The Desktime directory will also let you search by location and duration (day, week, or month) to find coworking spaces wherever you’re at. ShareDesk is similar and has an option for searching for meeting rooms, too.
The one downside of coworking is that it can be more casual than some business owners need, and the experience is going to vary from place to place. If you’re looking for a more uniform experience, Premier Business Centers offers executive suites and office centers in multiple locations.
Sharing multimedia can be useful in a location independent business in two scenarios: when you’re trying to explain something to a team member or your assistant and an email just isn’t cutting it, or when you’re engaging with your followers. Videos, audio, and photos/images tend to do much better on social media than just text updates. And the time used to be that you needed a powerful computer and expensive software to create and send multimedia files – but that’s not the case any more with apps like these:
Video: Jing and Screencast-O-Matic
If you need to record a quick video to send to a client or team member explaining something, Jing is a great way to go. It’s a free download for both Mac and Windows which lets you record a video of up to five minutes in length, upload it to screencast.com, and then gives you a link to share, all from inside the app.
Screencast-O-Matic is a great option if you’re recording videos for your blog or company website. You can record a video of up to fifteen minutes on the free version and the paid version is only $15/year. Both versions include easy in-app sharing to Google Drive, Vimeo, and Youtube, among other sites, and the pro version includes editing tools built in.
Clyp is to audio as Jing is to video – it’s a super simple setup that lets you click one button, record audio, and then automatically uploads it and gives you a link to share. Best of all, there’s mobile apps for both iOS and Android, so you can do this on the go. There’s multiple ways a business owner could use Clyp, including sending a short audio to a team member or client to explain something (easier than juggling a smartphone or tablet keyboard while, say, your hands are full at the airport and you don’t have time for a full-on conversation, but an issue needs to be addressed).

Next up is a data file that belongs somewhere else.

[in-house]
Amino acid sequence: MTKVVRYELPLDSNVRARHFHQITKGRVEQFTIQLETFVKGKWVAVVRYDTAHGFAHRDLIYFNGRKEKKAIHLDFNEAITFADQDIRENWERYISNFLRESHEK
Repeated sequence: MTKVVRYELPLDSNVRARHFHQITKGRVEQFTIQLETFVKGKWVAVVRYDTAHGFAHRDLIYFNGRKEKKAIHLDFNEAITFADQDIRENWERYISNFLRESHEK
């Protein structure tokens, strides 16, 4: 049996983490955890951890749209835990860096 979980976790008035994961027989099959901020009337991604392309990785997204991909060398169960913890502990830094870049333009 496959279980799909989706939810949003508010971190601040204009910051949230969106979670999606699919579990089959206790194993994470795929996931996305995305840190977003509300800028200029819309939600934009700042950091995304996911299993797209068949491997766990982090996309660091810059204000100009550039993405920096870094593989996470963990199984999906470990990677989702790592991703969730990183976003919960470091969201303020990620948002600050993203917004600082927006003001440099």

You could also do an interactive Q&A on your Facebook page or Twitter account using audio responses – much more personal and fun than text. It’s especially suited for people who deal in a lot of audio like musicians or speakers – audio sneak peeks posted to fans are a great way to give a “backstage pass” and grow online engagement.
Even if you aren’t a designer, you want to have nice looking business cards, social media icons, and website graphics – and Canva can help you do just that. It’s free, easy to get the hang of, and most of the graphical elements are free, with select stock photos starting at $1/photo. There’s also several templates (include business cards, posters, social media graphic, Pinterest graphic, and so on) that make it quick to whip something up without it looking totally amateur.